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Wednesday, May 22, 2024 | Back issues
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Solitary Confinement Is Too Harsh for ‘Lord of War’ Bout

MANHATTAN (CN) - International arms smuggler Viktor Bout should not face solitary confinement, a federal judge insisted at a combative hearing on Friday afternoon.

A Russian national, Bout was the subject of the nonfiction book "Merchant of Death," and allegedly inspired the Hollywood movie "The Lord of War." For years, he was suspected of arming dictators, despots and warring factions in the Congo, Angola, Sierra Leone and other conflict zones around the world.

Though sanctioned by the United Nations, Bout remained a free man for more than a decade until the U.S. government snared him in "Operation Relentless," a sting operation with undercover informants posing as guerrillas from the Fuerzas Armadas Revolucionarias de Colombia (FARC).

A federal jury convicted him in November, and U.S. District Judge Shira Scheindlin refused to set aside the verdict at a hearing on Thursday.

At that hearing, Scheindlin reportedly criticized the conditions of Bout's imprisonment as "harsh." She convened the Friday afternoon hearing to leave no doubt that those conditions must change.

A Jan. 20, 2011, administration order called for Bout's incarceration in a maximum-security cell of the Metropolitan Correctional Center for 23 hours per day. Adam Johnson, the prison's supervising attorney, said that Bout usually declines the hour per day in which he is allowed to use the recreational center.

Bout's attorney Albert Dayan says the center is an indoor cell much like his own, in which he cannot interact with the other inmates. Bout's only source of outside air comes from the occasional "crack" to the recreation room's window, Dayan said.

While the prison accommodates Bout's vegetarian diet, Bout says he is only fed oatmeal, peanut butter and beans in a pot.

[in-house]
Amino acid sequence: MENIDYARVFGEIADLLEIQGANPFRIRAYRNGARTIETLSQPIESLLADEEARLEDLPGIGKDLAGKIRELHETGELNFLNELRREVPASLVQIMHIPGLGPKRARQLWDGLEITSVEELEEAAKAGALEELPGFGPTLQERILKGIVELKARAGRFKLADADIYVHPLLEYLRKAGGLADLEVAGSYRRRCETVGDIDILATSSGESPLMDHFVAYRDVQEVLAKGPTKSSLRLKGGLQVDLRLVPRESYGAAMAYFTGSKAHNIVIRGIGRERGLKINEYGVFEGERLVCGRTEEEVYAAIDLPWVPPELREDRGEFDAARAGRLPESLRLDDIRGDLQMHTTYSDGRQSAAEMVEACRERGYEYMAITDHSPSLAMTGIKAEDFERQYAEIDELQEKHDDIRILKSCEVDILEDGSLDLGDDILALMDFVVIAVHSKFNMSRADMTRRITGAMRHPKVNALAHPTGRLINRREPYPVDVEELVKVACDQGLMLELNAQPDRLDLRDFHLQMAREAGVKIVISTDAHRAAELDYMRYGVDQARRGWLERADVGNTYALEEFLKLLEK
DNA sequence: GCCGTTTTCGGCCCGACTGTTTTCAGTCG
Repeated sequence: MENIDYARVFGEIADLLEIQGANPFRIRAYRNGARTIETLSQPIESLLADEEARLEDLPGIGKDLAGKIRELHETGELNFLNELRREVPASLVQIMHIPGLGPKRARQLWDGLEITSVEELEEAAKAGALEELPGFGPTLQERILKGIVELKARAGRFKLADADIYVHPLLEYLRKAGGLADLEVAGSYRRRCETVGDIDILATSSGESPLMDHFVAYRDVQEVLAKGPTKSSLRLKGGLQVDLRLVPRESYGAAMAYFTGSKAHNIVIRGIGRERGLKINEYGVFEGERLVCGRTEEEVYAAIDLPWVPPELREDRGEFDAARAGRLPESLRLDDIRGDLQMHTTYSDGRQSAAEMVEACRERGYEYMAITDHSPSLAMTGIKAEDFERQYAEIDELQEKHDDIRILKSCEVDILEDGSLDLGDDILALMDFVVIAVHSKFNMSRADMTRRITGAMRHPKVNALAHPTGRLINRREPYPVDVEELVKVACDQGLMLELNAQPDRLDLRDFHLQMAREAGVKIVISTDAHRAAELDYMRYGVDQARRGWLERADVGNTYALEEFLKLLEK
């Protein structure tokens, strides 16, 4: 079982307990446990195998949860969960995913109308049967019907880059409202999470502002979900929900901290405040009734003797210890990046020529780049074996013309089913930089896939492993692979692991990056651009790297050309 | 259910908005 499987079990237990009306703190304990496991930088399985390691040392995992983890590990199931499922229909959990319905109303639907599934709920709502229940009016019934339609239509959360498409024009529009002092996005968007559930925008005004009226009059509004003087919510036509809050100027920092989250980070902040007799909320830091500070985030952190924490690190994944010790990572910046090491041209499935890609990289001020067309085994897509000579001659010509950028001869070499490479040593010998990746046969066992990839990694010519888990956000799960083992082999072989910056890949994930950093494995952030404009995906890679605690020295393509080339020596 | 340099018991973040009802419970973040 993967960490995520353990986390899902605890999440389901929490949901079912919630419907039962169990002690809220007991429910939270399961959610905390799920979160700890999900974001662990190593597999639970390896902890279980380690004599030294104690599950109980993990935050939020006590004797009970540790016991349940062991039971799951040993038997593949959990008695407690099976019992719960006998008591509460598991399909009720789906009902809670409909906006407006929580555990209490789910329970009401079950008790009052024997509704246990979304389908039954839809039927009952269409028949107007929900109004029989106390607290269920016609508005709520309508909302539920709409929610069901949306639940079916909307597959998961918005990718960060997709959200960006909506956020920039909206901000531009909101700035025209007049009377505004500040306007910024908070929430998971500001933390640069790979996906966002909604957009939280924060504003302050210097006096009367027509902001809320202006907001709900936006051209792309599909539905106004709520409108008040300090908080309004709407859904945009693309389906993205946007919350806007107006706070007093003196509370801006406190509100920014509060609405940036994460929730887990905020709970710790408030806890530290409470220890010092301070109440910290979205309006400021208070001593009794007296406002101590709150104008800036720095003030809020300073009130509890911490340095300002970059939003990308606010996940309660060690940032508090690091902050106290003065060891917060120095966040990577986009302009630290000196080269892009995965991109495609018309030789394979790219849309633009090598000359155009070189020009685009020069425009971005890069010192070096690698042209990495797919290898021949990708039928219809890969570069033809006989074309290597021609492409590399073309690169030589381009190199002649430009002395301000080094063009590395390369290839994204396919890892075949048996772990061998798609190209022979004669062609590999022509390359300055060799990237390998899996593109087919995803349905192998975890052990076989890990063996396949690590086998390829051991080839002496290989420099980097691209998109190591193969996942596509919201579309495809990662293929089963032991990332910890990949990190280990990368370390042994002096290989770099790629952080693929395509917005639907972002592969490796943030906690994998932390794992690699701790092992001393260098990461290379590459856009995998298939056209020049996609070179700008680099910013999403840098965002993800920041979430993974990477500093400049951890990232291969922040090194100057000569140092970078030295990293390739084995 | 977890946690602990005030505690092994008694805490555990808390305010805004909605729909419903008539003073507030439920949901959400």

He can only place a phone call or meet with his family once a month, Johnson said.

Scheindlin told Johnson that he should call Bout's prison conditions by their name.

"Long-term solitary confinement is the way to put it," Scheindlin said, adding that "studies have been conducted" on its effects.

A 2009 New Yorker article titled "Hellhole," explored the movement to define isolation as torture. Psychologists for Social Responsibility have called supermax prisons "cruel, unusual and inhumane" in an open letter opposing the confinement of alleged WikiLeaks source Bradley Manning, before he was transferred from Quantico.

Suzanne Hastings, a warden at MCC, claimed that solitary was necessary to keep Bout from harming the guards, other inmates and himself.

Scheindlin brushed aside that argument, arguing that nothing in the record indicated that Bout was violent or linked to any terrorist organization.

"This is a businessman," Scheindlin said, indicating Bout. "You might not like the business he's in."

That business, the judge pointed out later, was "the arms business."

"This country sells a lot of arms," Scheindlin added.

Though convicted of arming terrorists, the FARC militants that Bout agreed to arm were all undercover government informants.

"I'm familiar with this case, and I can distinguish it from other so-called terrorism cases," Scheindlin said.

Kenneth Kaplan, Bout's other attorney, cited cases in which inmates in the MCC's terrorism unit were ordered into more humane detention.

One, Kathy Boudine, was convicted of felony murder and armed robbery in an operation with the Weather Underground.

Another, Mafia soldier Vincent Basciano, was placed in the section of the prison normally reserved for convicted terrorists until the 2nd Circuit intervened, Kaplan said.

"He was a dangerous guy," Scheindlin said. "Didn't he threaten a judge? I haven't been threatened [by Bout]."

Scheindlin requested that prosecutors and defense attorneys file arguments about her ability to change the conditions of Bout's confinement and judicial precedents for such actions.

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